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Common Pochard (Aythya ferina) | by Brian Carruthers-Dublin-Eire
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Common Pochard (Aythya ferina)

spanwidth min.: 67 cm

spanwidth max.: 75 cm

size min.: 42 cm

size max.: 49 cm


incubation min.: 24 days

incubation max.: 28 days

fledging min.: 50 days

fledging max.: 55 days

broods 1

eggs min.: 8

eggs max.: 15



Physical characteristics


The pochard is a stocky diving duck, smaller than a mallard. The male is pale grey with a rusty red head and neck, and a black breast and tail. The female is brown with a dark head and blotchy cheeks. In flight, birds show a pale grey wing-stripe.




Vegetated swamps, marshes, lakes and slow flowing rivers with areas of open water. In winter, opten on larger lakes, brackish coastal lagoons and tidal estuaries.


Other details


This duck inhabits a major part of temperate Eurasia, from the British Isles to Mongolia. During the last decades it has extended its distribution westwards and south-westwards. It is now breeding regularly in small numbers in the Netherlands, Belgium, France and Spain. The birds of the European Union winter partly from Denmark to the British Isles and Bretagne; partly in Central Europe and the Mediterranean. Its is unlikely however that these birds have a different origin. Only for practical reasons they are considered as belonging to distinct populations. The birds wintering in north-western Europe are amounting to 350000 individuals; those of the Black Sea, the Mediterranean and Central Europe are estimated at 1000000 individuals (Scott & Rose). A few thousands of individuals of this last population reach sub-Saharan Africa. After an increase in numbers and an extension in distribution, the West European population seems currently to be somewhat declining. The trends of the East European populations, visiting e. g. Greece, are less well known but seem also to indicate some decline. In the western Mediterranean this decline is estimated at 70% during the last 20 years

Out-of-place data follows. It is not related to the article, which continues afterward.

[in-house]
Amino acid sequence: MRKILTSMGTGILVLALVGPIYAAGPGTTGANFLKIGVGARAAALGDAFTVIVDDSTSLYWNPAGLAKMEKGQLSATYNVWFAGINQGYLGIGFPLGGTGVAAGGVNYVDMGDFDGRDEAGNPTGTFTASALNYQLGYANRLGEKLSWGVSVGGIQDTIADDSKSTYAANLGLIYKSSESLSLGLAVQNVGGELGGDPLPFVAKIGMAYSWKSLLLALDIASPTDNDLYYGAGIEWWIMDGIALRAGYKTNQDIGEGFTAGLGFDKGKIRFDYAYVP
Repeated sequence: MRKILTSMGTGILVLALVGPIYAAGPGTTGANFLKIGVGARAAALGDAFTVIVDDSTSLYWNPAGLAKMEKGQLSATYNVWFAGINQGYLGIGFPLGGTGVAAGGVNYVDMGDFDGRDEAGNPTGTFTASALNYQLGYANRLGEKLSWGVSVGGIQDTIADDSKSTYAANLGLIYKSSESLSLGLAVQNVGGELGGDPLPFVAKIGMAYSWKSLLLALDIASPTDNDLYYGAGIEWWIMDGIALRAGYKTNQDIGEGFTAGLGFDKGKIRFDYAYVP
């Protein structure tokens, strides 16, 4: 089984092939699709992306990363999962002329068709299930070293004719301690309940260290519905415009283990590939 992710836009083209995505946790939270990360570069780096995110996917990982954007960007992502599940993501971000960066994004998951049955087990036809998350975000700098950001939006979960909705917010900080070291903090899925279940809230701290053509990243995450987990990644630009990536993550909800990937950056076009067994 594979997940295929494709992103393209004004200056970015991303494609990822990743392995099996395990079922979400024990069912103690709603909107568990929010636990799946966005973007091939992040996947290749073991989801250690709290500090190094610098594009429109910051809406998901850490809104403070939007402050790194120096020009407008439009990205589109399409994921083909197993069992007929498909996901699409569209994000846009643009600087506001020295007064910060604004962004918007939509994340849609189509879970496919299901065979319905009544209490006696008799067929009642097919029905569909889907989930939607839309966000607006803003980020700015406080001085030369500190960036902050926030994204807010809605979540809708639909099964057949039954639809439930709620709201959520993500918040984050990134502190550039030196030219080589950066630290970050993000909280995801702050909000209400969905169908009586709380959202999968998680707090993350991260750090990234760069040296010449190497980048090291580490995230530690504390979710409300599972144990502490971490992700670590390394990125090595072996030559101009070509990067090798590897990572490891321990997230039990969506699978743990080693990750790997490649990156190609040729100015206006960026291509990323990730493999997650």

Green part of aquatic plants and grass , leaves, stems, roots and seeds. Occasionally aquatic invertebrates and insects amphibians and small fish. Feeds by diving, upending head-dipping and dabbling also filters mud on shore.




This species has a large range, with an estimated global Extent of Occurrence of 1,000,000-10,000,000 km². It has a large global population estimated to be 2,500,000-3,800,000 individuals (Wetlands International 2002). Global population trends have not been quantified, but the species is not believed to approach the thresholds for the population decline criterion of the IUCN Red List (i.e. declining more than 30% in ten years or three generations). For these reasons, the species is evaluated as Least Concern. [conservation status from]




Egg-laying begins mainly May, in all areas. Nest is build on ground close to water (usually within 10 m), in thick cover, or in water, built up above surface, in dense reeds and rushes. Nest is build on a platform, with shallow cup of reed stems, leaves, and other vegetation. Clutch size is 8-10, but ranging from 4-22 over 15 probably always 2 females sharing nest. Incubation lasts 24-28 days and the young fledge after 50-55 days.




Partially migratory; present throughout year in temperate regions (e.g. Central and NW Europe) but northernmost populations winter in Mediterranean basins, sub-Saharan Africa, Middle East, SW USSR, Indian Subcontinent, SE Asia and Japan. Vagrant to Faeroes, Azores, Canary and Cape Verde Is; also to Philippines, Guam and Hawaii.


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Taken on April 25, 2015